The Future of Coding and Its Impact on Developers and API Providers

With tech booming and job openings for developers increasing by double-digit percentages every year, it has seemingly never been a better time to be a developer. But salary and work environments can vary considerably from programming language to programming language.

According to Computer Science Zone, the most popular programming languages by job openings are Java, JavaScript, C# and Python. Programming languages like Scala and Rust might be growing in buzz, particularly in some circles, but as far as job openings are concerned, their buzz has not translated into widespread demand for developers.

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Of course, programming language popularity isn't always correlated with salary. Despite the fact that Computer Science Zone counted almost 150,000 job openings calling for Java skills in December 2014, Java jobs, with an average salary of $84,000 across nearly 150,000 openings, far lagged Scala, which had an average salary of $112,000 but just 3,500 open positions.

Salary isn't the only consideration for new developers or developers looking to learn a new language, however, and programming language popularity varies according to work environment. Computer Science Zone says that large enterprises favor Java and .NET skills, while startups prefer programming languages like JavaScript, Ruby and PHP. So for developers looking to work for a particular kind of company, knowing the preferences of their preferred employers is important.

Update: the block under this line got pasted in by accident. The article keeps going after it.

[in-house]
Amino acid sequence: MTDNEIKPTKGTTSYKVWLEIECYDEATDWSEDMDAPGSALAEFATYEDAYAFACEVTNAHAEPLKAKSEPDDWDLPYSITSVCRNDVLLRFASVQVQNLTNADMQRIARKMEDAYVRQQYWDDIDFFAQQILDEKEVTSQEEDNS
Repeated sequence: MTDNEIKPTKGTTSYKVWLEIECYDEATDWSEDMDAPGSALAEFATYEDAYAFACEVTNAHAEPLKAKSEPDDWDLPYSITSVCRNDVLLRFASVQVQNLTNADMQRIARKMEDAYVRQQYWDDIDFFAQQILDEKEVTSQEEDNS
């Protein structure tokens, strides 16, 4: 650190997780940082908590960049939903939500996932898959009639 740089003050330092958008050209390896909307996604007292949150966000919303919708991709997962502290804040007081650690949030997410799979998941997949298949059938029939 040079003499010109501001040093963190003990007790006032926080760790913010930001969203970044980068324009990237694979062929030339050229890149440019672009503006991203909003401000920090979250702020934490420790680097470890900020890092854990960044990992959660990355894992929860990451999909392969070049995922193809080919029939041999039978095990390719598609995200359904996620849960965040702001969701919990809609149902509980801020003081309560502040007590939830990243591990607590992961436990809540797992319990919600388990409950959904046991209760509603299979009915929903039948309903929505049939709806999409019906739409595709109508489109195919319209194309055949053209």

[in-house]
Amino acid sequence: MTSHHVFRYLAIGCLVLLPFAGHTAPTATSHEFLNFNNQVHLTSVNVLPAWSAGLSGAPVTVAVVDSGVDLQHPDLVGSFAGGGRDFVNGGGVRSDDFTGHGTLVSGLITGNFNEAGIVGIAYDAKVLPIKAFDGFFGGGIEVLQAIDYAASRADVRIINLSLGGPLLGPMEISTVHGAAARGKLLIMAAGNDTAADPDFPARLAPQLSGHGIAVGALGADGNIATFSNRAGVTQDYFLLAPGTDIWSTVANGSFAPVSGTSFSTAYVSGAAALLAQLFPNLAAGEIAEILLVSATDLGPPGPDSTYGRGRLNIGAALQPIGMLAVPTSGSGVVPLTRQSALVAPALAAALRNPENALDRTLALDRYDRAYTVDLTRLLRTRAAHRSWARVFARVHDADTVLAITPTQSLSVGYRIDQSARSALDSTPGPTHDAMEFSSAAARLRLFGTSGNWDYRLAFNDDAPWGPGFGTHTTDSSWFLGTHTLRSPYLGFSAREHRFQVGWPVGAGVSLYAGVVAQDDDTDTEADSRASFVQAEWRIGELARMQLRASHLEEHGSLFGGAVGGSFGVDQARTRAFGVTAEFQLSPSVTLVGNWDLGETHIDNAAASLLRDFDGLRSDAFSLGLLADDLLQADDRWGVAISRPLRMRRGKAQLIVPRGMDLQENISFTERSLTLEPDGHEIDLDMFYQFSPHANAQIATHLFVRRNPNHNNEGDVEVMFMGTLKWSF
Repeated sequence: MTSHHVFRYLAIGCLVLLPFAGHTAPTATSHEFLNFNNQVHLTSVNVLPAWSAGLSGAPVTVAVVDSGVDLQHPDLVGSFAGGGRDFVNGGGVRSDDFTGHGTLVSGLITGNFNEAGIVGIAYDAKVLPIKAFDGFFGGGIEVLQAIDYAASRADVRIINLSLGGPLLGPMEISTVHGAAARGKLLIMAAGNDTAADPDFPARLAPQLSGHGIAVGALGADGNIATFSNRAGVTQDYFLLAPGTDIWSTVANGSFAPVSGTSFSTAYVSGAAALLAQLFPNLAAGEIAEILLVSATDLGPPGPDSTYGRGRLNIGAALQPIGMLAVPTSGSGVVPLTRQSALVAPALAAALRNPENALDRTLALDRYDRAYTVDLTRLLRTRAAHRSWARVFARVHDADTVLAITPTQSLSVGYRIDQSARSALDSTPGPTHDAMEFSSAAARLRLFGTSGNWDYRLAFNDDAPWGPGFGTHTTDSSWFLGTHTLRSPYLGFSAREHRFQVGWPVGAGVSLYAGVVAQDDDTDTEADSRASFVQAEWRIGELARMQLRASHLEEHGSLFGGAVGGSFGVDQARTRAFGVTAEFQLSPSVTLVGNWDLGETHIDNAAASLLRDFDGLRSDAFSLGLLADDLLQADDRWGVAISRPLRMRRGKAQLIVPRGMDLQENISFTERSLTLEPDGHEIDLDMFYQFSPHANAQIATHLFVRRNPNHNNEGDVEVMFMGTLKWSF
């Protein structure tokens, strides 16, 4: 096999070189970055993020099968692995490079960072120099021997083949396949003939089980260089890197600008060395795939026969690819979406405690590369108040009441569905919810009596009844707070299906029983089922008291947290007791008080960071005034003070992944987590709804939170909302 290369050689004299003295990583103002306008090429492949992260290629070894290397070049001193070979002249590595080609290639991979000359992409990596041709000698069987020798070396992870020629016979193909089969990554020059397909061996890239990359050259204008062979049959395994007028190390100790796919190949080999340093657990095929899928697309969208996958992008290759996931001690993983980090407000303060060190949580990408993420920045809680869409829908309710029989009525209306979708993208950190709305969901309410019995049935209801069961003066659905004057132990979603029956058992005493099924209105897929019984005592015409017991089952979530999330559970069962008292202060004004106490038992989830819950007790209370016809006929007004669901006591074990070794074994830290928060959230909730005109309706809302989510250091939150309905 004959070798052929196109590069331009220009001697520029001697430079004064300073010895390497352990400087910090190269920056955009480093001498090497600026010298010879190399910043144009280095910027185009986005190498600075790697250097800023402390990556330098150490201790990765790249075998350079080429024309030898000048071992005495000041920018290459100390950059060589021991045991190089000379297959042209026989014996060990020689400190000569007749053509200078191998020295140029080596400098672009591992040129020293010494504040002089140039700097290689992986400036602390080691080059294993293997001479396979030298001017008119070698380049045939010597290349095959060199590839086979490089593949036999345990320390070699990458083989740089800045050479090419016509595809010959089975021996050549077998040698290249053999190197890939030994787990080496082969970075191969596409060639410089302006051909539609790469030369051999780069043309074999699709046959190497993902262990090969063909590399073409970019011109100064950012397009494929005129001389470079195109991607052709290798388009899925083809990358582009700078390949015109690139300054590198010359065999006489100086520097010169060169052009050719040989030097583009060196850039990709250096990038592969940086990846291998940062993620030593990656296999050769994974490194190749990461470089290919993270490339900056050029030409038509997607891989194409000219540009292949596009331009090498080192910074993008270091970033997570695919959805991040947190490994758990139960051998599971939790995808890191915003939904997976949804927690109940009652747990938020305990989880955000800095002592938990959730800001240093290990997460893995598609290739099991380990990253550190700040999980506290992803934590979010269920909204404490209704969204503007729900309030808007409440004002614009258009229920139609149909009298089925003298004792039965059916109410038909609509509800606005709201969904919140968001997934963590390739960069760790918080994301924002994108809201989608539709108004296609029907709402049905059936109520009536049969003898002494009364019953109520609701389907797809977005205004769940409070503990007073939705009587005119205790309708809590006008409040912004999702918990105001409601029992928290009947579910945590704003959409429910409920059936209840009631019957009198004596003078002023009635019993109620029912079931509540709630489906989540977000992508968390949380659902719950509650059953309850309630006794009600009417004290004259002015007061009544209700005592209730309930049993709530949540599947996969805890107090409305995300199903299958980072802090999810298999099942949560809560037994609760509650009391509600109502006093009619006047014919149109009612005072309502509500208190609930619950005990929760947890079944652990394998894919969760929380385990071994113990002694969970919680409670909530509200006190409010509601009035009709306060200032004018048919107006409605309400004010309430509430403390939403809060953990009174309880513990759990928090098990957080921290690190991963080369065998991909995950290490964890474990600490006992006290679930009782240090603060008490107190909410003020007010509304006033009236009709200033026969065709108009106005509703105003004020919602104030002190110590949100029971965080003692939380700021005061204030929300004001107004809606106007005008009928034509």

Implications for API Providers

While it's difficult to predict which established programming languages will remain popular and which up-and-coming programming languages will sustain their growth, API providers can count on a few trends.

First, the number of programming languages being actively used is only likely to increase. With more and more companies, particularly startups, embracing microservices, there's room for many programming languages and stacks to find niches. API providers should consider this and be thoughtful about the programming languages they develop tutorials and SDKs for.

Second, the demand for developers has led to the growth in the number of coding boot camps. Unlike computer science programs at universities, coding boot camps, which Computer Science Zone says are typically 10 weeks in length and cost on average around $10,000 to attend, tend to be focused on practical Web and mobile development using popular programming languages like JavaScript and popular frameworks like Ruby on Rails. While it remains to be seen just how many graduates of coding boot camps will make their way into the professional developer ranks in the coming years, API providers would be wise to remember that the people integrating with their APIs will likely be a diverse lot, making documentation quality and overall developer experience all the more important.

Be sure to read the next Developers article: Google Chrome Dev Summit Announcments Include New Education Programs


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